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The Impact of HRD/M Research on Practice: an Analysis of the REF2014 Impact Case Studies: Working Paper for UFHRD 2017 Conference, Scholarly Practitioner Research Stream

Ross, Catharine and Nichol, Lynn and Elliott, C. and Sambrook, S. and Stewart, J. (2017) The Impact of HRD/M Research on Practice: an Analysis of the REF2014 Impact Case Studies: Working Paper for UFHRD 2017 Conference, Scholarly Practitioner Research Stream. In: UFHRD 2017 Conference, 7-9 June 2017, Lison, Portugal. (Unpublished)

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Abstract

Bridging the gap between academic research and practice has long been recognised as a challenge for Human Resource Development. Recent research into the business research outputs submitted to the UK universities’ Research Excellence Framework in 2014 found that HRD research was relatively under-represented, suggesting that it was not central to most university research (Sambrook and Stewart 2015). However, the fact that HRD research was less well represented than some other business disciplines amongst REF2014 output submissions does not necessarily mean that it had less of an impact upon practice more broadly. This working paper therefore builds upon Sambrook and Stewart’s (2015) research to analyse a broader (40%) sample of all case studies of research impact submitted to the REF2014, to explore both the impact of academic scholarship on HRD practice in comparison to other fields of HR, and the role of HRD scholarship in achieving academic impact. Our findings suggest that impact can be considered in two domains: content (scholarly advancement of the field of HRD) and delivery (achieving practical impact through learning and development interventions). We note that HRD academic scholarship from disciplines outside HRD and indeed outside the REF2014 Business and Management unit of assessment have demonstrated impact on or through HRD practice. In all units of assessment, we find that HRD has greater impact on practice than other fields of HR. A key implication of this is that the often discussed gap between researchers and practitioners in HRD should be extended to take into account academics and practitioners outside the HRD discipline, emphasizing the importance of cross-disciplinary collaboration.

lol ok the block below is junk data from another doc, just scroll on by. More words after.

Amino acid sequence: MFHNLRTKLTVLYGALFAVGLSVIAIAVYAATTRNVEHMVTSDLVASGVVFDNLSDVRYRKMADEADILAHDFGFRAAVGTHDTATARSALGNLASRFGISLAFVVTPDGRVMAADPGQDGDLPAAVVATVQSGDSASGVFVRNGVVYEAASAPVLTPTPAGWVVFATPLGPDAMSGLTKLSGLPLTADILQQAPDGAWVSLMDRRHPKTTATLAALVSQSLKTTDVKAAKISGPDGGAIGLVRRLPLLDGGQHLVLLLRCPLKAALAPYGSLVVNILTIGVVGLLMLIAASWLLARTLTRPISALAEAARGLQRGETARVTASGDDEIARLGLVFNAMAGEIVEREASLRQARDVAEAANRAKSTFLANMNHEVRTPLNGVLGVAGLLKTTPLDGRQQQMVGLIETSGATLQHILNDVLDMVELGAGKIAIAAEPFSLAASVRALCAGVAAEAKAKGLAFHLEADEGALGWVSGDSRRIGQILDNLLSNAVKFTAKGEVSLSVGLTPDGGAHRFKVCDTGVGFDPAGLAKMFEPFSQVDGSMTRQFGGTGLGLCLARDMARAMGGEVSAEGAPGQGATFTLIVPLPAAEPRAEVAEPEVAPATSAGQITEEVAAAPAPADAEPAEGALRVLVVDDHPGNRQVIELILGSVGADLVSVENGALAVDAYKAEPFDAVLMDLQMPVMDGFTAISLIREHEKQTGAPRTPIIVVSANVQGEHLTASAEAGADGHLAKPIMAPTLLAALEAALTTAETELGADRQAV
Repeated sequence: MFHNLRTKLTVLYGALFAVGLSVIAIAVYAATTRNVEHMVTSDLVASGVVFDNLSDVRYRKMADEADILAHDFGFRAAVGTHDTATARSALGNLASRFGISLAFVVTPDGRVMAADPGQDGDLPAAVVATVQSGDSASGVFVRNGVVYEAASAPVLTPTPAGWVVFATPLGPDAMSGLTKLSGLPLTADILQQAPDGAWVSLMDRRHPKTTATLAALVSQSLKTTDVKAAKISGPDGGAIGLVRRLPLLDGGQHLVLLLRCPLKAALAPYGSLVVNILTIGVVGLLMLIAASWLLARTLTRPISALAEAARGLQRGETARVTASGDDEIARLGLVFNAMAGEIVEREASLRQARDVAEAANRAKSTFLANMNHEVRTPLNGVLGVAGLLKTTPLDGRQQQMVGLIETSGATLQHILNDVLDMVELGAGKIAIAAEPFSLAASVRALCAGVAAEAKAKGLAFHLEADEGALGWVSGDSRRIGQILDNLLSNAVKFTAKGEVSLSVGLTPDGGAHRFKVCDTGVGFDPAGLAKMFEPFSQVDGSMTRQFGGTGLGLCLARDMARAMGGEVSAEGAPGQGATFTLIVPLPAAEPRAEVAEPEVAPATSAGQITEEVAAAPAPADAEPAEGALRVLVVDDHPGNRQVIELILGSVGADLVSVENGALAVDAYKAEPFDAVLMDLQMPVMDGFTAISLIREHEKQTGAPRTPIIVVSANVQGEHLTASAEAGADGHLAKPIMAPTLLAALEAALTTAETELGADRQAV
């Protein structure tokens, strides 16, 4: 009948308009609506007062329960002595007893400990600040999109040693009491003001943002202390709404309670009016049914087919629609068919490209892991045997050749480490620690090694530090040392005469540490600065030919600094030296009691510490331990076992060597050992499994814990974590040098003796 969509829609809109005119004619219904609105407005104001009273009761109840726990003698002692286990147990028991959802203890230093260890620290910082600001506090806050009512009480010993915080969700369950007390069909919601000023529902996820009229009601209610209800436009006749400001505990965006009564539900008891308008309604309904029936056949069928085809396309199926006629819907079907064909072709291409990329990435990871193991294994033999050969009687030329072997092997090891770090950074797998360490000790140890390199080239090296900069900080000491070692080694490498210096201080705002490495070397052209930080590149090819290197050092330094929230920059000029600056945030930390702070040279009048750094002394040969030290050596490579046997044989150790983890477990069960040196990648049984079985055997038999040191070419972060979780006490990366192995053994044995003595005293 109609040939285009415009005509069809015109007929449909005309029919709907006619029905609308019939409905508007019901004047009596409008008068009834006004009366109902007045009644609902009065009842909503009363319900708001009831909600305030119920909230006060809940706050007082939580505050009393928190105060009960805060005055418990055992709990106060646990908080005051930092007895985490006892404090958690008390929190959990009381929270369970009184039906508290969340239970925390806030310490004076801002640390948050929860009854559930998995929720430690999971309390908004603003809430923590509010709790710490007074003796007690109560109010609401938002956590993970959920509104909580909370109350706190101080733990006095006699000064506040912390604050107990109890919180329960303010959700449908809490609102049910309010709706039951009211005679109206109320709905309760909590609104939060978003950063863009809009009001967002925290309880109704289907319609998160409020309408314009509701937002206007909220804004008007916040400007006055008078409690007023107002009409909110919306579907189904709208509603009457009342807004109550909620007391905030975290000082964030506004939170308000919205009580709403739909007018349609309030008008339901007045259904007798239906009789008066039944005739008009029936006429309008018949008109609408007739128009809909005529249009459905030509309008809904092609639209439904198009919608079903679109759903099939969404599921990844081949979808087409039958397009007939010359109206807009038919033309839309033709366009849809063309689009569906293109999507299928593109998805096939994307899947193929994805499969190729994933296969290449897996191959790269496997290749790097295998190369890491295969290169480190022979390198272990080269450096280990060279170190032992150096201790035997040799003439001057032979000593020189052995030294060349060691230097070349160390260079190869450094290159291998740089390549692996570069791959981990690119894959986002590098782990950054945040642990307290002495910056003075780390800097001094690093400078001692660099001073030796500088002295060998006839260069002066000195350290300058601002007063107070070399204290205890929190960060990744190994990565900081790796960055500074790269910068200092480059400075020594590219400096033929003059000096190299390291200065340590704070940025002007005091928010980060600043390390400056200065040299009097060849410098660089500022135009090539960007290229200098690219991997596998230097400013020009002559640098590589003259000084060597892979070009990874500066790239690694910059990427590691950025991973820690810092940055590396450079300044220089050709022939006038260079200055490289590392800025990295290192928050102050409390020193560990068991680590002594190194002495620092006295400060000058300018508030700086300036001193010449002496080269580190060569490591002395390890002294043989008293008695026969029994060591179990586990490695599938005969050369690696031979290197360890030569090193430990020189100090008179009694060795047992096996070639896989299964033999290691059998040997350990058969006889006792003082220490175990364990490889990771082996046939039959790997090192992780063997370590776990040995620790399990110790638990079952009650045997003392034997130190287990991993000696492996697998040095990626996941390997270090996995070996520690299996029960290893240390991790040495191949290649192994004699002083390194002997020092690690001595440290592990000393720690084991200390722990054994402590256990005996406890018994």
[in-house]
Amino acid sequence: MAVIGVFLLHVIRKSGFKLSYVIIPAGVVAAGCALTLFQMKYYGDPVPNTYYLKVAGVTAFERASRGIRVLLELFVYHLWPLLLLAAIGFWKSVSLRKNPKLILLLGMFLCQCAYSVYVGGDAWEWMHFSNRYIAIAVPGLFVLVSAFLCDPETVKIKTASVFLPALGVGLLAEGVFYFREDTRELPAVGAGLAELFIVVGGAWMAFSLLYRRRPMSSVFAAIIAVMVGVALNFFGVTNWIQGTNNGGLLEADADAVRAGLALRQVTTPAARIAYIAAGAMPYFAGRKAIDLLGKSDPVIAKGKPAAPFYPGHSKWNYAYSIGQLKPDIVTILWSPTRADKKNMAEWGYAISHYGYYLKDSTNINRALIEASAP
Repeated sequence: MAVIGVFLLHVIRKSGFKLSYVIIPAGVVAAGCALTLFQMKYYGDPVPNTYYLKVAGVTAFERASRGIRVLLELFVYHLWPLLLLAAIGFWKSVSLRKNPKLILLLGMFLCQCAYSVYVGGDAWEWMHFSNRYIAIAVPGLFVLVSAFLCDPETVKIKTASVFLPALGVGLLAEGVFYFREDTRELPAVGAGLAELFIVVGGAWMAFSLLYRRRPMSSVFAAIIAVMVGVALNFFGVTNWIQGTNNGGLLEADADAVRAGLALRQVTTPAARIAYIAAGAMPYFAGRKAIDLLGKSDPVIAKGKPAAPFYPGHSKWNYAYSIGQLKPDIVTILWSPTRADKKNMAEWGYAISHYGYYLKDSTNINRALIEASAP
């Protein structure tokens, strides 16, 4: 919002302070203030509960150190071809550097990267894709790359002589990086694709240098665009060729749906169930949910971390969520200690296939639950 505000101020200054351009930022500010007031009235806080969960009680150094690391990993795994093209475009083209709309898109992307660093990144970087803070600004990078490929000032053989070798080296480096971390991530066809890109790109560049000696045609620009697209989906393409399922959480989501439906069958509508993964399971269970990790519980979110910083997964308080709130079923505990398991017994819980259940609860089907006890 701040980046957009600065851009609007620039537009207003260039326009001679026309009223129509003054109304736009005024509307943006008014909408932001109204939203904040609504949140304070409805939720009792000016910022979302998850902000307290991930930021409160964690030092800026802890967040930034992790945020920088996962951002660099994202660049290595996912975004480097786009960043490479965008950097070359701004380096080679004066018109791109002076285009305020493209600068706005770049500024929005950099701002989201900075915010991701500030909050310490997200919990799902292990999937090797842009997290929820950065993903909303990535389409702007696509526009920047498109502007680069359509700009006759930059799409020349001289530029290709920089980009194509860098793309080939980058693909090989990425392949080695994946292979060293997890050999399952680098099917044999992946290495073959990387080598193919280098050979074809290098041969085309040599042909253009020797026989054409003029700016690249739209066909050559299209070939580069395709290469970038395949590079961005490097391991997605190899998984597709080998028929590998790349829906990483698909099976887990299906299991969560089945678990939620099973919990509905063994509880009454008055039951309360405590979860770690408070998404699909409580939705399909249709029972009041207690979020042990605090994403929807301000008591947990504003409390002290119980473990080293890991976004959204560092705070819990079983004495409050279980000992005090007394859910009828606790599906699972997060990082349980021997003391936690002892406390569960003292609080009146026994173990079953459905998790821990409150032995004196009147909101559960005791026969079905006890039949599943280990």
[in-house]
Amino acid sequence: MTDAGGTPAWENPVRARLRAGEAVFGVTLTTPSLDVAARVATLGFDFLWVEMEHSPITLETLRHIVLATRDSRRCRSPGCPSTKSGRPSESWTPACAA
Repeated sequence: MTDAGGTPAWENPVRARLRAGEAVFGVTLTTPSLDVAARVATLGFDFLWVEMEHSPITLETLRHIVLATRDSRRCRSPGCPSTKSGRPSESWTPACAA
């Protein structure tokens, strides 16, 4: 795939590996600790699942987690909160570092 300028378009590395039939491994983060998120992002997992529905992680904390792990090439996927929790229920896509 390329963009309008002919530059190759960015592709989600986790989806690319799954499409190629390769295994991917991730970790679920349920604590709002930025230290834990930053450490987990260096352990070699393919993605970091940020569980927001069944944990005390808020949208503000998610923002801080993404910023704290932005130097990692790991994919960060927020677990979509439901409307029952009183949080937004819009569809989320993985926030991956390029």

Item Type: Conference or Workshop Item (Paper)
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Uncontrolled Keywords: HRD, impact, research-practice gap, REF 2014, CIPD
Subjects: H Social Sciences > HD Industries. Land use. Labor > HD28 Management. Industrial Management
Divisions: Academic Departments > Worcester Business School
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Depositing User: Catharine Ross
Date Deposited: 11 Jul 2017 10:07
Last Modified: 11 Jul 2017 10:07
URI: https://eprints.worc.ac.uk/id/eprint/5638

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